THE PHYSICAL EFFECTS OF FETAL ALCOHOL SPECTRUM DISORDER
“Alcohol consumed during pregnancy increases the risk of alcohol related birth defects.”—Surgeon General’s Advisory on Alcohol Use in Pregnancy, February 21, 2005
Alcohol is a teratogen, a substance that can harm a fetus. When a pregnant woman drinks alcohol, it passes through her blood and enters the fetus through the placenta. Its harmful effects may be seen in virtually every part of the fetus, including the brain, face, heart, liver, kidneys, eyes, ears, and bones. These effects can affect a person’s health for a lifetime.
WHAT IS FASD? “Fetal alcohol spectrum disorders” (FASD) is an umbrella term describing the range of effects that can occur in an individual whose mother drank alcohol during pregnancy. These effects may include physical, mental, behavioral, and/or learning disabilities with possible lifelong implications. The term FASD is not a clinical diagnosis. It refers to conditions such as fetal alcohol syndrome (FAS), alcohol-relate neurodevelopmental disorder (ARND), and alcohol-related birth defects (ARBD). In the United States, FASD occurs in about 10 per 1,000 live births, or 40,000 babies per year.1
HOW DOES FASD AFFECT A PERSON’S HEALTH? The effects of FASD vary widely from person to person. Difficulties in an individual’s ability to succeed at home, school, work, and in social situations may arise at different ages. For many people with an FASD, brain damage is the most serious effect. It may result in cognitive and behavior problems. One obvious sign of brain damage in some babies born with FAS is a small head. We call this condition microcephaly .Individuals with FAS may have facial anomalies such as small eye openings, a smooth philtrum (groove under the nose), and a thin upper lip. When a person has all three features, together they are a sign of FAS. Other features, sometimes seen in persons with FAS, include a short nose, a flat mid-face, or a small upper jaw. However, people who do not have FAS can also have these features, so they are not by themselves a sign of FAS.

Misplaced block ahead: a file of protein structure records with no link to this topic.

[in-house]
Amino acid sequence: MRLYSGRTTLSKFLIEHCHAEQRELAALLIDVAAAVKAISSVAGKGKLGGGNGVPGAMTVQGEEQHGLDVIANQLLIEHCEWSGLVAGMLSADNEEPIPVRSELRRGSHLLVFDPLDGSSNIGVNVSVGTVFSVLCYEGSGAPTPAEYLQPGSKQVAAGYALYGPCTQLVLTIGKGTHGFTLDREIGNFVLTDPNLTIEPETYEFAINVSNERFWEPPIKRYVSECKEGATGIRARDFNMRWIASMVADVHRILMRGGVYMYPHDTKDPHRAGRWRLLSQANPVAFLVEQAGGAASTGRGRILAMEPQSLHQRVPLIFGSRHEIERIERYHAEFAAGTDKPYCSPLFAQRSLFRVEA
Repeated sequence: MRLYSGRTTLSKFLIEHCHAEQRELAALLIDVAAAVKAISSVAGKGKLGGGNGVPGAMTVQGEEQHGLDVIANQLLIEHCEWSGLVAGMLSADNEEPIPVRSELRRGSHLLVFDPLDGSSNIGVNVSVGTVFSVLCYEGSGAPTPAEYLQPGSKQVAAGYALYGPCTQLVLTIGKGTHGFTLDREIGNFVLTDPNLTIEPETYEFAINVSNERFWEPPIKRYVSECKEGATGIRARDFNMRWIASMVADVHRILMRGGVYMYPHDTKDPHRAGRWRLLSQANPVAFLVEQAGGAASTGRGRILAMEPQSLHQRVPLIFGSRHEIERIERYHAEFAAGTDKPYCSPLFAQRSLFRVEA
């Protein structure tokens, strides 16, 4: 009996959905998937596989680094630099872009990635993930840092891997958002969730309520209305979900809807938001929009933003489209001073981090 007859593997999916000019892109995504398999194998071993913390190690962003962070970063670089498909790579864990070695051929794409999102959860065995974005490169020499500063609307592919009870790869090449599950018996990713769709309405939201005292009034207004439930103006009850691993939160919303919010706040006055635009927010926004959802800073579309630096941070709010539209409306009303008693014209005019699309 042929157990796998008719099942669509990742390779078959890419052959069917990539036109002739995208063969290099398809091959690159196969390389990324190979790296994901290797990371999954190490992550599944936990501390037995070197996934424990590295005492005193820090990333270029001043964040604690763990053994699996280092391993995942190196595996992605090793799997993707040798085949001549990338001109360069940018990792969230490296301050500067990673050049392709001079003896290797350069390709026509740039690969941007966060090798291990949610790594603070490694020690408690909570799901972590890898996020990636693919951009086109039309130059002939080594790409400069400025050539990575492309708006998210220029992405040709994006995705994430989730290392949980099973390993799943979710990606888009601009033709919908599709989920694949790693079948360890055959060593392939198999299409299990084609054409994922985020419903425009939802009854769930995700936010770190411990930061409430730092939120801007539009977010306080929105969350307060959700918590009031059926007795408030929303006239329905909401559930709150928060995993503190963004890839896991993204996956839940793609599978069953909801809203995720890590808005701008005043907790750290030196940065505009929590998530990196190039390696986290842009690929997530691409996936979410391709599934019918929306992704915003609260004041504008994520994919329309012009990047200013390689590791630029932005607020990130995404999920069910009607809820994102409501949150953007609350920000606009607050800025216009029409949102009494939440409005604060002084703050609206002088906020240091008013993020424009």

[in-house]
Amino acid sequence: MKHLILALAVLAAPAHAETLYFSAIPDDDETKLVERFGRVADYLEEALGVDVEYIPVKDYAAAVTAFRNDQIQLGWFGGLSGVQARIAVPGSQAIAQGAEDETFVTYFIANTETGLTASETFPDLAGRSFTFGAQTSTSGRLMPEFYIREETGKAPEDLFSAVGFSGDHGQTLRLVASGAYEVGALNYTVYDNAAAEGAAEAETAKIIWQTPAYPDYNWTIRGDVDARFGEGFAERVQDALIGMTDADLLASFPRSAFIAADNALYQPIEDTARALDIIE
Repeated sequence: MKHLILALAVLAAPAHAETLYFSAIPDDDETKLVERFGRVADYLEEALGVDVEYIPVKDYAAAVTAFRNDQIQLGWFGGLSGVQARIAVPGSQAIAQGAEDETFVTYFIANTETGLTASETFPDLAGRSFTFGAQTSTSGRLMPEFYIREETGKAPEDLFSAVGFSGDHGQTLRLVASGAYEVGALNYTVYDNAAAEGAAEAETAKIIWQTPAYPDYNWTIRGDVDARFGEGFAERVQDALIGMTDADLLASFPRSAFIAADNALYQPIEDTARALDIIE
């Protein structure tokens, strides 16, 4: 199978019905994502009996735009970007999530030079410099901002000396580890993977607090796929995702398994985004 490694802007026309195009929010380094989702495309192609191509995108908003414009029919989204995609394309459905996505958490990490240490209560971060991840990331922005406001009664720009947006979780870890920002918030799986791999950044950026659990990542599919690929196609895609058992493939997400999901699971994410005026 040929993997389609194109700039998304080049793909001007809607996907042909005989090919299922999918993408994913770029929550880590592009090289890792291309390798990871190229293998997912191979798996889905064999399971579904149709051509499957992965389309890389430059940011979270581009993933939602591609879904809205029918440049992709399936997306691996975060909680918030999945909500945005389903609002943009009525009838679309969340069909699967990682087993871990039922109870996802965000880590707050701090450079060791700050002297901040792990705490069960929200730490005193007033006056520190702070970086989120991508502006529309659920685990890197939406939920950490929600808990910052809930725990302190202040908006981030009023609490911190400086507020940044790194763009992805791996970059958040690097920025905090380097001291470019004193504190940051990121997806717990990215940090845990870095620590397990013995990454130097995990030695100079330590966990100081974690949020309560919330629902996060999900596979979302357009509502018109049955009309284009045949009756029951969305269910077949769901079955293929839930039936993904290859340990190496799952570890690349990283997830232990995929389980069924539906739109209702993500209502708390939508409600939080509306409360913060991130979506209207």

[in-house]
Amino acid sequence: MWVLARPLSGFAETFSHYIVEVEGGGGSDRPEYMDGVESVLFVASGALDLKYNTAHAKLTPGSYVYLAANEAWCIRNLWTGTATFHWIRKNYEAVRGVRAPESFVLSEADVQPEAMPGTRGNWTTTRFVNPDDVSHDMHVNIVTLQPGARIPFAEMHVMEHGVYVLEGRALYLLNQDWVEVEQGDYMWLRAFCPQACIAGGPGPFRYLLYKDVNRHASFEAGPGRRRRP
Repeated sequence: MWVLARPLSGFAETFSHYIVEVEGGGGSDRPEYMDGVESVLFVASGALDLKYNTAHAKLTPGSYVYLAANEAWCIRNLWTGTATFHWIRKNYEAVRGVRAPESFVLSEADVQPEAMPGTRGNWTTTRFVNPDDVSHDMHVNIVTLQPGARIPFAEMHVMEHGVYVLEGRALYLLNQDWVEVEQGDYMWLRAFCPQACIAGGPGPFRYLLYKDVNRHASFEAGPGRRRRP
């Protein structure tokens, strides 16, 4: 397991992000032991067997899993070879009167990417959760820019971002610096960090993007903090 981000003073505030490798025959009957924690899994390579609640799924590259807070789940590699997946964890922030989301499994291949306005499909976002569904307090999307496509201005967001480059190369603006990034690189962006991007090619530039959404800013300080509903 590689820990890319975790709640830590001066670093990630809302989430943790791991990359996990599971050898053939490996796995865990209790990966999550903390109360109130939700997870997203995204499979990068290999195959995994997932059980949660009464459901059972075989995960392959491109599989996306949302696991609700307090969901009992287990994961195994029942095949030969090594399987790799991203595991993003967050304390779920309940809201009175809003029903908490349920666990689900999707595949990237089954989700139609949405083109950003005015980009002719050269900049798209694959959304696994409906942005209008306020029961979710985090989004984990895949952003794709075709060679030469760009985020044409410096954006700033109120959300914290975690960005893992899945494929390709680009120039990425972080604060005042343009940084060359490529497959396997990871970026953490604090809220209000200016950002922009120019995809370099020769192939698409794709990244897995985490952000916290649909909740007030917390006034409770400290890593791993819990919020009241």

Due to damage by exposure to alcohol in the womb, babies with an FASD may be born small and underweight. Some have difficulty nursing or eating and their growth continues to lag, resulting in failure to thrive. Some infants with an FASD may also have tremors, seizures, excessive irritability, and sleep problems. Physical effects of FASD may include heart defects, such as a hole in the wall of the heart that separates its chambers. Other effects are skeletal defects, such as fused bones in the arms, fingers, hands, and toes. People with an FASD may also have vision and hearing problems, kidney and liver defects, and dental abnormalities. Alcohol can damage the developing fetus from the earliest weeks through the end of the pregnancy. Other factors associated with women who drink during pregnancy are poor nutrition and lack of prenatal care. These factors may also affect organ and skeletal development. Researchers still have many questions about the impact of prenatal alcohol exposure.
From: www.Samhsa.gov “The Physical Effects of Fetal Alcohol Spectrum Disorders”